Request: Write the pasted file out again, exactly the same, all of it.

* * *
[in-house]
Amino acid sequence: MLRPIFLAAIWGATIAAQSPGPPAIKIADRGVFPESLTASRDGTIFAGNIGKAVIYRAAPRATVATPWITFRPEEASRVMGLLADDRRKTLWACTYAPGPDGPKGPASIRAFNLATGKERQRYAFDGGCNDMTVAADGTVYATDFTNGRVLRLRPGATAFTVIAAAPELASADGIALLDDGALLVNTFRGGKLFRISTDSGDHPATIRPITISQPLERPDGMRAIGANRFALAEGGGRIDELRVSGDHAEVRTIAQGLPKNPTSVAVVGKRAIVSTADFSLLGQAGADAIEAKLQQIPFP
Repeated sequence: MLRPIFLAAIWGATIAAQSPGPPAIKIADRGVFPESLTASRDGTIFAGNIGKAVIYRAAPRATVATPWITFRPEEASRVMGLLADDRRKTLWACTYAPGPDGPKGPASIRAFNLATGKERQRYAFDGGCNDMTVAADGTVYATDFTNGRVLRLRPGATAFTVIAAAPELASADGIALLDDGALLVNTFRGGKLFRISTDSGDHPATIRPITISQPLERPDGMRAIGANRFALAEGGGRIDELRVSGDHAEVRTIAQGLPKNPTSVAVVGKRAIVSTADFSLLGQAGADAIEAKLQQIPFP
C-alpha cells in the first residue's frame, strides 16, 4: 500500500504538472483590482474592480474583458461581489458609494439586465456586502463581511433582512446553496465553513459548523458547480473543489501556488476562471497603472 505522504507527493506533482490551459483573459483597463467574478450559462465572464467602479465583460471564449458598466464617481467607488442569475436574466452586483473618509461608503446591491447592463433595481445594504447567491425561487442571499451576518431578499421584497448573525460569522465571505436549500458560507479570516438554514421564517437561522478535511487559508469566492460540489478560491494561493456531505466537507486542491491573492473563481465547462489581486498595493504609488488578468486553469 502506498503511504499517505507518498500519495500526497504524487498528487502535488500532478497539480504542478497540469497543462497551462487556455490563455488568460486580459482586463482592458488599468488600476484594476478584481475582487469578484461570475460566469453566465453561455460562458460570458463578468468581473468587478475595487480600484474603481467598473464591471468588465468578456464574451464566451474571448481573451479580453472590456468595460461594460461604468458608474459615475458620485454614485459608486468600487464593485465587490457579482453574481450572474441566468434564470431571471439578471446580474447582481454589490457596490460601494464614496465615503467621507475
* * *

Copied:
[in-house]
Amino acid sequence: MLRPIFLAAIWGATIAAQSPGPPAIKIADRGVFPESLTASRDGTIFAGNIGKAVIYRAAPRATVATPWITFRPEEASRVMGLLADDRRKTLWACTYAPGPDGPKGPASIRAFNLATGKERQRYAFDGGCNDMTVAADGTVYATDFTNGRVLRLRPGATAFTVIAAAPELASADGIALLDDGALLVNTFRGGKLFRISTDSGDHPATIRPITISQPLERPDGMRAIGANRFALAEGGGRIDELRVSGDHAEVRTIAQGLPKNPTSVAVVGKRAIVSTADFSLLGQAGADAIEAKLQQIPFP
Repeated sequence: MLRPIFLAAIWGATIAAQSPGPPAIKIADRGVFPESLTASRDGTIFAGNIGKAVIYRAAPRATVATPWITFRPEEASRVMGLLADDRRKTLWACTYAPGPDGPKGPASIRAFNLATGKERQRYAFDGGCNDMTVAADGTVYATDFTNGRVLRLRPGATAFTVIAAAPELASADGIALLDDGALLVNTFRGGKLFRISTDSGDHPATIRPITISQPLERPDGMRAIGANRFALAEGGGRIDELRVSGDHAEVRTIAQGLPKNPTSVAVVGKRAIVSTADFSLLGQAGADAIEAKLQQIPFP
C-alpha cells in the first residue's frame, strides 16, 4: 500500500504538472483590482474592480474583458461581489458609494439586465456586502463581511433582512446553496465553513459548523458547480473543489501556488476562471497603472 505522504507527493506533482490551459483573459483597463467574478450559462465572464467602479465583460471564449458598466464617481467607488442569475436574466452586483473618509461608503446591491447592463433595481445594504447567491425561487442571499451576518431578499421584497448573525460569522465571505436549500458560507479570516438554514421564517437561522478535511487559508469566492460540489478560491494561493456531505466537507486542491491573492473563481465547462489581486498595493504609488488578468486553469 502506498503511504499517505507518498500519495500526497504524487498528487502535488500532478497539480504542478497540469497543462497551462487556455490563455488568460486580459482586463482592458488599468488600476484594476478584481475582487469578484461570475460566469453566465453561455460562458460570458463578468468581473468587478475595487480600484474603481467598473464591471468588465468578456464574451464566451474571448481573451479580453472590456468595460461594460461604468458608474459615475458620485454614485459608486468600487464593485465587490457579482453574481450572474441566468434564470431571471439578471446580474447582481454589490457596490460601494464614496465615503467621507475